TOKYO – The Tokyo Olympics are probably going to happen, but almost surely in 2021 rather than in four months as planned.
That became clear after the IOC on Sunday announced it was considering a postponement and would make a final decision within four weeks. Major Olympic nations like Canada and Australia have added pressure by saying they will not send teams if the games are staged this year.
International Olympic Committee President Thomas Bach sent a letter to athletes explaining the decision, while also acknowledging the extended timeline might not be popular.
“I know that this unprecedented situation leaves many of your questions open,” he wrote. “I also know that this rational approach may not be in line with the emotions many of you have to go through.”
The IOC’s move seemed inevitable for weeks with pressure mounting from all quarters — athletes, sponsors, broadcasters, more than 200 national Olympic committees and international sports federations.
Shortly after Bach’s statement, the Canadian Olympic Committee said it would not send athletes to the Olympics unless the games are postponed by a year. Australia issued a statement saying it was advising its athletes to prepare for an Olympics in 2021.
John Coates is the head of the Australian Olympic Committee and the IOC member who heads the inspection team for Tokyo.
World Athletics President Sebastian Coe sent a letter to Bach saying that holding the Olympics in July “is neither feasible nor desirable.” He outlined a number of reasons, including competitive fairness, the likelihood athletes would overtrain if given a compressed schedule and the uncertainty caused by orders in many countries barring people from gyms and other workout venues.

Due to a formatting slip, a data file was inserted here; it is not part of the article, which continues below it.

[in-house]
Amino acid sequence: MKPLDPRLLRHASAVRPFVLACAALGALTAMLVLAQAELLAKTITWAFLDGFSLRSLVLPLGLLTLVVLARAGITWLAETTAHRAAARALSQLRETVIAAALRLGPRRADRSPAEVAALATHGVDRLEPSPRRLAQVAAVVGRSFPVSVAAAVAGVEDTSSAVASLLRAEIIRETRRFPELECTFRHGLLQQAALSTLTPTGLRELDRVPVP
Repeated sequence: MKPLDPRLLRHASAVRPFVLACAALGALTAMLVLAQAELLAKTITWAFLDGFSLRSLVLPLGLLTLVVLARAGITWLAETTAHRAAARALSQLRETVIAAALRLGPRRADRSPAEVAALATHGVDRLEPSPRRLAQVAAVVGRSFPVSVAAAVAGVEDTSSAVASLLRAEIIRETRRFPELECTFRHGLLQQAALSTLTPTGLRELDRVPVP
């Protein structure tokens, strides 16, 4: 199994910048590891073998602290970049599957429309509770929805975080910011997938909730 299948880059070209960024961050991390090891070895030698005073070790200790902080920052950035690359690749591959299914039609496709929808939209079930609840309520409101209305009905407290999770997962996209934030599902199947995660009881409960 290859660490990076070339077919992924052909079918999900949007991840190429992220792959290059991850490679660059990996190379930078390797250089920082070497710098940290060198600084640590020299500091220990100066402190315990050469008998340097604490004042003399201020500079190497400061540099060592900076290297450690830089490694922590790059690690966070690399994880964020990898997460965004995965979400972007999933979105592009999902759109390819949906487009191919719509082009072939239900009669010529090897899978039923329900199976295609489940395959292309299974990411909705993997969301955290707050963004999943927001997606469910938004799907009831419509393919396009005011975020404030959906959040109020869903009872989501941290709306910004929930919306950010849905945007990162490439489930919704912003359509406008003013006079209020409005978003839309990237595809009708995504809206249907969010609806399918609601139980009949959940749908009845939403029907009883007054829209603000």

National Olympic committees in Brazil and Slovenia had also called for postponement until 2021. Norway’s Olympic body said it did not want athletes going to Tokyo until the global health crisis is under control.
The United States governing bodies of swimming and track — two of the three top-tier Summer Games sports — had called on their national Olympic officials to push for a postponement.
Japan’s politicians fell in line quickly on Monday as they awakened to Bach’s move, which was announced at 3 a.m. in Tokyo as most of the city slept.
Japanese Prime Minister Shinzo Abe, speaking at a parliamentary session, said a postponement of the Tokyo Olympics would be necessary if the games cannot be held in a complete way because of the coronavirus pandemic.
“If it is difficult to hold (the games) in a complete way, a decision of postponement would be unavoidable,” he said.
Abe said he hoped the IOC would announce a decision quickly, and Tokyo Governor Yuriko Koike echoed him.
The IOC holds most of the cards in any rescheduling, spelled out in a Host City Contract signed in 2013 between the IOC, the Japanese Olympic Committee and the city of Tokyo.
Japan is officially spending $12.6 billion to organize the Olympics, but a national audit put the figure at more than twice that much. The bill is sure to increase with any postponement, and the vast majority of the spending if from the public treasury.
The IOC has a reserve fund of about $2 billion to tide itself over, and also has insurance against postponement or cancellation.